French elections and Eurozone equities

Uncommon truths

Welcome to Uncommon Truths, Paul Jackson and Andras Vig’s regular in-depth look at the big topics impacting markets.

The first round of French elections took place on 30 June 2024, with the second round due on 7 July. The surprise calling of the election had a detrimental effect on French and peripheral Eurozone bonds, Eurozone equities and the euro.

Markets fear an extreme outcome (either far-right or far-left) and bigger budget deficits (the 2023 5.5% deficit/GDP ratio has already started a corrective process with the EU). This, and general antagonism towards the EU at either end of the political spectrum, suggests a worsening of the relationship with the EU and perhaps a reversal of the EU project.  

Given the uncertainties about the outcome of the election, we consider a range of scenarios and conclude that the most likely is some form of temporary administrative solution that would be more reassuring for markets than an extreme outcome.

On this basis, we continue to like Eurozone equities on the basis of valuations and cyclical/structural considerations.   


The optimal portfolios are theoretical and not real. We use optimisation processes to guide our allocations around “neutral” and within prescribed policy ranges based on our estimations of expected returns and using historical covariance information. This guides the allocation to global asset groups (equities, government bonds etc.), which is the most important level of decision. For Uncommon Truths, the optimal portfolios are constructed with a one-year horizon.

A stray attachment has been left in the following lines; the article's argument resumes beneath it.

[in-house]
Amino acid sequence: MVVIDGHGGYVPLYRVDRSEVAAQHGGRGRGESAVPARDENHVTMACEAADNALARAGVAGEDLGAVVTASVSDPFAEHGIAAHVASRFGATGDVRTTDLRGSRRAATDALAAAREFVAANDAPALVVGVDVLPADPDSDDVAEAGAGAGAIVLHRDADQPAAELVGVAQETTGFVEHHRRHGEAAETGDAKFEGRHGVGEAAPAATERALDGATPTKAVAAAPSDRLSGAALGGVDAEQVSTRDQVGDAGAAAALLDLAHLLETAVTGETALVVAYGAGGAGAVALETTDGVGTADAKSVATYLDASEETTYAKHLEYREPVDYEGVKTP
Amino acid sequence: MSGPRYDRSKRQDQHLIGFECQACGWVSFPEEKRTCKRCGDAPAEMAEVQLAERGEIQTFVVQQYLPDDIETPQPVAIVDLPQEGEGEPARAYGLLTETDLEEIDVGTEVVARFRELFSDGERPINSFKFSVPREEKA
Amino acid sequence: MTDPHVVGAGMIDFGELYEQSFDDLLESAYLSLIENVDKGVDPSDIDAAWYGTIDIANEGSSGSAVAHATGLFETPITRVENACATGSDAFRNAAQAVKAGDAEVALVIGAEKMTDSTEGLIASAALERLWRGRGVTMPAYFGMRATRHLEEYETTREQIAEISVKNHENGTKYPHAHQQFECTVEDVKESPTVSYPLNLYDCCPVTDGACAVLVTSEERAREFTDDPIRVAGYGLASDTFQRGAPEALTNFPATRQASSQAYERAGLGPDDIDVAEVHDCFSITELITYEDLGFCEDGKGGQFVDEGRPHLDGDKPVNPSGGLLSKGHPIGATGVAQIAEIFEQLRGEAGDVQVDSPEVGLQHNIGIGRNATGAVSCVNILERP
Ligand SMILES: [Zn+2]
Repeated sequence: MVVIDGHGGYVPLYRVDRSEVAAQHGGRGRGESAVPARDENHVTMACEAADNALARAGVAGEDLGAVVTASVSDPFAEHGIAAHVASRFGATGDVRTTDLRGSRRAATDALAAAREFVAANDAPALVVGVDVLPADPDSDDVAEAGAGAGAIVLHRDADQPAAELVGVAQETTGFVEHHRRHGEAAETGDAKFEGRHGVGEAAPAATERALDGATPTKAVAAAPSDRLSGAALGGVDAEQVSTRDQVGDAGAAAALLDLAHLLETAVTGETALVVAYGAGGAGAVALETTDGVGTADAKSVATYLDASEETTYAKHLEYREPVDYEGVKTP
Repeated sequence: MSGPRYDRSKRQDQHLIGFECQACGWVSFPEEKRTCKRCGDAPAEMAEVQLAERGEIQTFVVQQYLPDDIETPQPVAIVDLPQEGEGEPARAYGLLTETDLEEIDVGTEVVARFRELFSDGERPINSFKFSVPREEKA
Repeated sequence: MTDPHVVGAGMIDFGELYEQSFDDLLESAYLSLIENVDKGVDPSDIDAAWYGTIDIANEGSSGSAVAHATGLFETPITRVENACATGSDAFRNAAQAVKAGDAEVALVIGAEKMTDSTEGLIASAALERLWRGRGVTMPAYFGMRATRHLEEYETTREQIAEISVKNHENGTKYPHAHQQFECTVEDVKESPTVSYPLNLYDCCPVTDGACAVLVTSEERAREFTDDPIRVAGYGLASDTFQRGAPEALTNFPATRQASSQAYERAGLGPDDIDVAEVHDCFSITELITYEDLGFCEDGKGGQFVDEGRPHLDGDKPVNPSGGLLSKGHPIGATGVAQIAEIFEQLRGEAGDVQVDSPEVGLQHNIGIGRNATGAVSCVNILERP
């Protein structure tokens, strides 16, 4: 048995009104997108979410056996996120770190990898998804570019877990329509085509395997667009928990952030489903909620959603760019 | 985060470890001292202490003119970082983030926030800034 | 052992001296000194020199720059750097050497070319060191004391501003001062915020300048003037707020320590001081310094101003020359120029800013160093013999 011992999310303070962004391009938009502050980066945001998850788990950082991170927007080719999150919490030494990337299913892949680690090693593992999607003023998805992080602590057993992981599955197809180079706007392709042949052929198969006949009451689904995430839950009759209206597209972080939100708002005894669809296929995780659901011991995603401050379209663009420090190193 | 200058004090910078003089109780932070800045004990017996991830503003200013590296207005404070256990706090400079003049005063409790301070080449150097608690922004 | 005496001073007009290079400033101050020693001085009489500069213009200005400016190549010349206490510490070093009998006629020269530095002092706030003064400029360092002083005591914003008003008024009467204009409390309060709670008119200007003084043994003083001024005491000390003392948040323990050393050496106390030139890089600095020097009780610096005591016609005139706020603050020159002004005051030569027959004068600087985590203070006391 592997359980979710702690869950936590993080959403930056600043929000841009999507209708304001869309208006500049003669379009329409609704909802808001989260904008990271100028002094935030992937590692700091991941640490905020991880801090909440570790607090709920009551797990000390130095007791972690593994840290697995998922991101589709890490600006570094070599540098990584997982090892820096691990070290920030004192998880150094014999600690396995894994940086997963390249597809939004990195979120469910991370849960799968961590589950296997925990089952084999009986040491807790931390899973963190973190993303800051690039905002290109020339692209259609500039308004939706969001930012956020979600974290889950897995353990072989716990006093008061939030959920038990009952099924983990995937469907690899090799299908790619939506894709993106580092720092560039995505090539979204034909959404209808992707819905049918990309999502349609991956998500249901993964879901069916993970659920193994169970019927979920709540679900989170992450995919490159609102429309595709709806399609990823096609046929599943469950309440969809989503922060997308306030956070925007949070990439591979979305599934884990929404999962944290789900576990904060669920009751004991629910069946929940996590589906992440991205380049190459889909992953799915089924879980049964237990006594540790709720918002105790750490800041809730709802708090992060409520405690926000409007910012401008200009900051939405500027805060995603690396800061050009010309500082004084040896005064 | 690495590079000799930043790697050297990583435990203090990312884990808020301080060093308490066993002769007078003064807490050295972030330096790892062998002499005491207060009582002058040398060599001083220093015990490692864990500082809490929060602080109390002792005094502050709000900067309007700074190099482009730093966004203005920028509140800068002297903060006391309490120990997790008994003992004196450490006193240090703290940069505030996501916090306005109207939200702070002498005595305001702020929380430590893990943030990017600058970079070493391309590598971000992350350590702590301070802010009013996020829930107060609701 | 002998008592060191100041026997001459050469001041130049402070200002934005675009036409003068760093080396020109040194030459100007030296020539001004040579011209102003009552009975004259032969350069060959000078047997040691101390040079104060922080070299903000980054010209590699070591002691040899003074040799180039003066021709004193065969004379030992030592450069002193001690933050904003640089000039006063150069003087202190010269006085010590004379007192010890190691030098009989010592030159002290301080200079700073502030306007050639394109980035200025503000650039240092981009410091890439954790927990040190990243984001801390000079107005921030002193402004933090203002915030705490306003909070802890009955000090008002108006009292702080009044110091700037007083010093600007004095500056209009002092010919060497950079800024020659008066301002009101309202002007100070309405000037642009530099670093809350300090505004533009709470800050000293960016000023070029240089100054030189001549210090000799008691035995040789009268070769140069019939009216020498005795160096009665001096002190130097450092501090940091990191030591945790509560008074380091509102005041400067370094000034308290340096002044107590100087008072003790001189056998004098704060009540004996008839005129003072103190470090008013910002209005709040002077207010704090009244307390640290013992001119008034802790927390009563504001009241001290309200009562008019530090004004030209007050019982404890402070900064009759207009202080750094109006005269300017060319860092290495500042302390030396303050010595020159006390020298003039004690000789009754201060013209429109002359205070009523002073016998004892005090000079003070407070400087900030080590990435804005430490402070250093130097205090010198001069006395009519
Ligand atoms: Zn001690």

We’ve chosen to include equities, bonds (government, corporate investment grade and corporate high-yield), real estate investment trusts (REITs, to represent real estate), commodities and cash, on a global level. We use cross-asset correlations to decide which decisions are the most important. 

Using a covariance matrix, based on monthly local currency total returns for the last five years, we run an optimisation process that maximises the Sharpe Ratio. Another version maximises Return subject to volatility not exceeding that of our Neutral Portfolio. The optimiser is based on the Markowitz model. 

Investment risks

  • The value of investments and any income will fluctuate (this may partly be the result of exchange rate fluctuations) and investors may not get back the full amount invested.  

Important information

  • Views and opinions are based on current market conditions and are subject to change.

    This is marketing material and not financial advice. It is not intended as a recommendation to buy or sell any particular asset class, security or strategy. Regulatory requirements that require impartiality of investment/investment strategy recommendations are therefore not applicable nor are any prohibitions to trade before publication.